74 HFC-free stores across John Lewis Partnership’s estate

By Klara Skačanová, Oct 15, 2012, 14:55 2 minute reading

According to its 2012 sustainability report, John Lewis Partnership managed to reduce direct emissions from refrigeration and cooling by 5.3% in 2011/2012 compared to the year before. To meet the long-term target of eliminating harmful refrigerant leakage from Waitrose and John Lewis stores by 2020/2021, the retailer will continue to roll-out hydrocarbon water-cooled refrigeration systems in new stores, as well as retrofit old stores. So far 74 stores run on HFC-free refrigeration.

John Lewis Partnership’s recently published 2012 sustainability report, however, acknowledges that its target of halving direct emissions by end 2012/2013 against the 2008/2009 baseline may not be met. In 2011/2012 the reduction of emissions from refrigeration and cooling amounted only to 24.5%. Nonetheless, while continuing its focus on containment and introduction of hydrocarbon-based refrigeration system in new stores and the existing estate, the long-term target of eliminating refrigerant leaks by 2020/2021 is believed to be on track.

74 stores running on hydrocarbons

The report highlights that by the end of 2011/2012, 74 stores across the company estate had been using hydrocarbon water-cooled refrigeration system, which is adopted as a standard in all news shops. This system includes cold air retrieval and is integrated into shop heating and cooling systems, representing a significant shift away from traditional refrigeration standards. The new system saves considerably on energy use and radically reduces the impact of refrigerant gas losses.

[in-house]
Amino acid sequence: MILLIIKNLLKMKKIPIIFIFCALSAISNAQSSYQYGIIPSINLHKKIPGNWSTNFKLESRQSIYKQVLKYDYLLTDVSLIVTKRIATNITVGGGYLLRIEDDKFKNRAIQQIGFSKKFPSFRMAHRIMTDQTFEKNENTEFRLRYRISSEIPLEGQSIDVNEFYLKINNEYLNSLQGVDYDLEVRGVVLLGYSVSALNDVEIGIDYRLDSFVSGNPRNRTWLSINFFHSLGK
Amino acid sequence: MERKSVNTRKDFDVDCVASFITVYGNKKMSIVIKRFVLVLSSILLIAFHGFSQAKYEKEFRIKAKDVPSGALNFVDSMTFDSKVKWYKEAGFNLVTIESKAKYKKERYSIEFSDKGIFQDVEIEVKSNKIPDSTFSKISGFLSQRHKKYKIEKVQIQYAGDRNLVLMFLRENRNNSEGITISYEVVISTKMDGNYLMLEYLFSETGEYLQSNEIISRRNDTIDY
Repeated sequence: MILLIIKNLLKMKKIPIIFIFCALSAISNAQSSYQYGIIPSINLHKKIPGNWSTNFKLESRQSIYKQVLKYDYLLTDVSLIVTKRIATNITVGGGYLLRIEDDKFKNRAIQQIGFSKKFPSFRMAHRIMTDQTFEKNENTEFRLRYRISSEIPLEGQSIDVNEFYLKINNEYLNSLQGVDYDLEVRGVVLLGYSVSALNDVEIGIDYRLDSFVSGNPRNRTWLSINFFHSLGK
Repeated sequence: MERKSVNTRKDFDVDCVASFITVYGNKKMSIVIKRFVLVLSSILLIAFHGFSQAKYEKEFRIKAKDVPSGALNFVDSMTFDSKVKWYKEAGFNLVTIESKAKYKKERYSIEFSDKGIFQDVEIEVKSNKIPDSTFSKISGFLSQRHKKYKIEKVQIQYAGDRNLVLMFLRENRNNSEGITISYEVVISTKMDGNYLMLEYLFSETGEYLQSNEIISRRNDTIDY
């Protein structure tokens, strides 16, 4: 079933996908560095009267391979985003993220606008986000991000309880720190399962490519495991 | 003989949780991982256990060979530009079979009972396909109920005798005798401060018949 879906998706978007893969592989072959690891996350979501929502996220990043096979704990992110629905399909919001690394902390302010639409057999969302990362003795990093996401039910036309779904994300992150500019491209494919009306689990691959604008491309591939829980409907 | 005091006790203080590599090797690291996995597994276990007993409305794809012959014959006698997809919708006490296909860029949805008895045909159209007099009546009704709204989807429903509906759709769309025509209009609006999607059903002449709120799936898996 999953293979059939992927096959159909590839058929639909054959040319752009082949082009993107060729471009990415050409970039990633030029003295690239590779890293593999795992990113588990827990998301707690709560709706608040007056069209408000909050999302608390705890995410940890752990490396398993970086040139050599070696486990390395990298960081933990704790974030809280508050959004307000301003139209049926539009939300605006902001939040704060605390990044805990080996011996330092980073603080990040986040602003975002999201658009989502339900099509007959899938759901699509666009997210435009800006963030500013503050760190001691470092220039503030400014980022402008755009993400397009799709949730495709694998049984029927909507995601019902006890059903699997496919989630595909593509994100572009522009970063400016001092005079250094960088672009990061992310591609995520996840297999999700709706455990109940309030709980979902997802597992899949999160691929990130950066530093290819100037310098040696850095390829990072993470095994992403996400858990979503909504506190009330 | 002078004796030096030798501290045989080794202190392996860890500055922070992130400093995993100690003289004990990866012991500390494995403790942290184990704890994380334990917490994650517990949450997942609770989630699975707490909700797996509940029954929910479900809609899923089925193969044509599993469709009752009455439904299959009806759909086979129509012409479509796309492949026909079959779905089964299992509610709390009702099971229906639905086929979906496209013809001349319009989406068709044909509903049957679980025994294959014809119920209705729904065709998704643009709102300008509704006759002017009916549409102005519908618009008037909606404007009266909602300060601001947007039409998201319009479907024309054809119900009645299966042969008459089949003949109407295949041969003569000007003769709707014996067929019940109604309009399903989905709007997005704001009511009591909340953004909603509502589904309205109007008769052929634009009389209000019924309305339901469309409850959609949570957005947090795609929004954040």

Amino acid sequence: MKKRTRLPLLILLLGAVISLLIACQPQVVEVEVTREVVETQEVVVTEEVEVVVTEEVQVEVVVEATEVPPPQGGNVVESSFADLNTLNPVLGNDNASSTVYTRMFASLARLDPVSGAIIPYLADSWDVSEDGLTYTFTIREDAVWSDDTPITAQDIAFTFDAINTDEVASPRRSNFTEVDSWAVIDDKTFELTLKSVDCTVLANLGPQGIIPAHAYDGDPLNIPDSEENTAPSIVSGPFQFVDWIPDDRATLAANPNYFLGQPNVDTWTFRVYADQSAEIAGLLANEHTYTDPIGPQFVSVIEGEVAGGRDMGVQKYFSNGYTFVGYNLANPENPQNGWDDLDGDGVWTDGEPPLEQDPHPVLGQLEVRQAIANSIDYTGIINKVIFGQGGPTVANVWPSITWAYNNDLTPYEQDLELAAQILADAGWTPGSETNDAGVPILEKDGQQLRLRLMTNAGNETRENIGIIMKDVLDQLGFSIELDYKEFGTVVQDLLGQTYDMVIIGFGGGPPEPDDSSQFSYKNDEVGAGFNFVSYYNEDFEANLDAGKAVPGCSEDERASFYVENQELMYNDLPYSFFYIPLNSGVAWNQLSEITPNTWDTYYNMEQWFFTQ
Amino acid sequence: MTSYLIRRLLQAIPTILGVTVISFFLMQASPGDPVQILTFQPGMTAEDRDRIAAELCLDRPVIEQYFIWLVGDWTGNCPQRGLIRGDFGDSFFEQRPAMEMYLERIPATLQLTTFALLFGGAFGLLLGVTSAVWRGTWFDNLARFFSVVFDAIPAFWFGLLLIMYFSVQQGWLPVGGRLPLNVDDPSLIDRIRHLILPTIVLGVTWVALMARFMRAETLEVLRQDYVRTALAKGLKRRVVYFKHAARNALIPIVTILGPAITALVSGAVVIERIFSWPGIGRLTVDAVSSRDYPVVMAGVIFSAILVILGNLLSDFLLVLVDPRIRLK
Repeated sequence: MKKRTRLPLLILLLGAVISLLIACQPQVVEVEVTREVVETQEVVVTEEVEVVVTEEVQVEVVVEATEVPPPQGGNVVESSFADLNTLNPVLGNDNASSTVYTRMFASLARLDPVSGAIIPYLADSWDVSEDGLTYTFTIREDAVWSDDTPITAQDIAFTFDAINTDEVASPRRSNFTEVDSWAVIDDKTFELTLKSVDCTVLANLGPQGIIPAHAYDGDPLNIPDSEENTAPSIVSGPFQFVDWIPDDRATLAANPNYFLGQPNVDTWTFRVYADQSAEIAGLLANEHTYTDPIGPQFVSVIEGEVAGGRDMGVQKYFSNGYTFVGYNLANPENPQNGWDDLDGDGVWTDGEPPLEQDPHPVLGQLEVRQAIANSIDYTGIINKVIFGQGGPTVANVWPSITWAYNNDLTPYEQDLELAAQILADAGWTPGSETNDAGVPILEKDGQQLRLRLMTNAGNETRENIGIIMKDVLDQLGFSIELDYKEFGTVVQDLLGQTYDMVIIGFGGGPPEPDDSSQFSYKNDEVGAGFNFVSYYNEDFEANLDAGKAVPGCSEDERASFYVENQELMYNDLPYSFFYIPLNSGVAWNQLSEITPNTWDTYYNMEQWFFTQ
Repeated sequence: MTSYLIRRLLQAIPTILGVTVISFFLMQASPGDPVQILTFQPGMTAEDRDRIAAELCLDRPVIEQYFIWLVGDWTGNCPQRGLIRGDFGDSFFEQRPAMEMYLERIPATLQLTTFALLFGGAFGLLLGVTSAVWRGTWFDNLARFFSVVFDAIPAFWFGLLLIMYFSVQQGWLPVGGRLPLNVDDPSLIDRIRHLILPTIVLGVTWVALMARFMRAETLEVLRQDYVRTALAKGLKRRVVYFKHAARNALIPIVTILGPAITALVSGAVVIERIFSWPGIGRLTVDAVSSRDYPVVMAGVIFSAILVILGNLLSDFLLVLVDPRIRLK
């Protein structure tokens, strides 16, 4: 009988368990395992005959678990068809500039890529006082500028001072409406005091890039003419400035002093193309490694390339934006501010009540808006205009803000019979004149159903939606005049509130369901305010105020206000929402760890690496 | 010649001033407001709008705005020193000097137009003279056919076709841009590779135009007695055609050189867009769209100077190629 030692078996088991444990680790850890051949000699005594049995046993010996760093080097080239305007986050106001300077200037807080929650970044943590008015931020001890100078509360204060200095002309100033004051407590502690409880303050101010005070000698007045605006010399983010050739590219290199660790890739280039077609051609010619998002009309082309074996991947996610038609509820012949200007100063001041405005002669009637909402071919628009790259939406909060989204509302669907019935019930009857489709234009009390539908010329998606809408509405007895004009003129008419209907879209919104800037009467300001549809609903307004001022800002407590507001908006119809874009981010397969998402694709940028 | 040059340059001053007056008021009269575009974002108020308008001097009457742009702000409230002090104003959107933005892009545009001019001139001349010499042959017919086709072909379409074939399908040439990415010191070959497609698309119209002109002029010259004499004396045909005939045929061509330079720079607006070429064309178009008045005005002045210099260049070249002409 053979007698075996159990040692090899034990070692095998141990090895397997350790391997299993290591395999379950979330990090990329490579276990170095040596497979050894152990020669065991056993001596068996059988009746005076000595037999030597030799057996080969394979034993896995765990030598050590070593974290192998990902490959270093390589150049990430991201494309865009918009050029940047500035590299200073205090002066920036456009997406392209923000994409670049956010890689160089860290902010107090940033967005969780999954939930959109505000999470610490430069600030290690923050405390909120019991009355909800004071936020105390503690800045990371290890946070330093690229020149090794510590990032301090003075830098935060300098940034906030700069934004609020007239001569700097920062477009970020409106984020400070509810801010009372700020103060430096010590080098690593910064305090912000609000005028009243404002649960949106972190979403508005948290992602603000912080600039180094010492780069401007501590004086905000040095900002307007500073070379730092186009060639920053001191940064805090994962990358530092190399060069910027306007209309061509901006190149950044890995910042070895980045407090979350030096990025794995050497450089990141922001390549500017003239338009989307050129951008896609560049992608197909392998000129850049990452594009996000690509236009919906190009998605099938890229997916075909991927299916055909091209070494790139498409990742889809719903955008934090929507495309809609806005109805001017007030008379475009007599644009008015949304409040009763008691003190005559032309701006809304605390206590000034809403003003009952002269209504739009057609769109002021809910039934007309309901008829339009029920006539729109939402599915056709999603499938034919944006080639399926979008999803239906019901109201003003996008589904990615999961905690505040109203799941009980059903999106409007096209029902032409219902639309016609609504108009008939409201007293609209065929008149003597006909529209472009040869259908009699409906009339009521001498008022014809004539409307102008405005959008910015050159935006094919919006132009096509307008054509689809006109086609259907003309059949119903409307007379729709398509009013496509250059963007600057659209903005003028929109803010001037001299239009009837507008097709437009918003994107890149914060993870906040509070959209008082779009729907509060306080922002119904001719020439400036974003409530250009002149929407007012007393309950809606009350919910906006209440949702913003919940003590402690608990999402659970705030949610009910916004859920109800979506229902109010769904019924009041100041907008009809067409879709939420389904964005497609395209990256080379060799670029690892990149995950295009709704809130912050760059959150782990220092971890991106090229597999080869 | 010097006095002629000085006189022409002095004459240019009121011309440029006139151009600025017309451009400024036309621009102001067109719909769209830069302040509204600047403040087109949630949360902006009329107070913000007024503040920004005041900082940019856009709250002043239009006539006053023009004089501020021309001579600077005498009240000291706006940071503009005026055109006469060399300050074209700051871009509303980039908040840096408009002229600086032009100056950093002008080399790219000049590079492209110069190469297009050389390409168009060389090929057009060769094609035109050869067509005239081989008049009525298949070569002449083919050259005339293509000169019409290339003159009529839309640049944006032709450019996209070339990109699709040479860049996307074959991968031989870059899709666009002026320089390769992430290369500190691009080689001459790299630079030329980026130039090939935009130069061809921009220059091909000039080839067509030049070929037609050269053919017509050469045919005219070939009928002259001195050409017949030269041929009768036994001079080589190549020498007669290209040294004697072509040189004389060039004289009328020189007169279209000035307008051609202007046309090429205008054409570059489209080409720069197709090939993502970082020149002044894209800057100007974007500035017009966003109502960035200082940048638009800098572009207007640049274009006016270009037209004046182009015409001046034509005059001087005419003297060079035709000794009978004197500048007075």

In 2012, the retailer has also opened a training centre to enable engineers to get a hands-on experience with low global warming refrigerants, including hydrocarbons, CO2 and HFO. In addition, a monthly management workshop involving refrigeration consultants has been introduced. The aim of these meetings is to encourage the development of new technology systems, which will aid future improvements.

Leak prevention and retrofitting

The Partnership’s principal goal is to ensure that refrigerant leakage is kept to the absolute minimum. All its systems are fitted with leak detection equipment, and regular leak detection is carried out by independent audit engineers. A number of specific stores has been identified that will receive capital investment in order to improve refrigerant containment and reduce leakage.

The maintenance and refit programme is focused on refitting older shops first. By the end of 2011, 48 shops had received a replacement lower carbon refrigerant option reducing global warming potential (GWP) emissions from 3,260 to 1,990. Further replacements are planned for 2012.


By Klara Skačanová

Oct 15, 2012, 14:55

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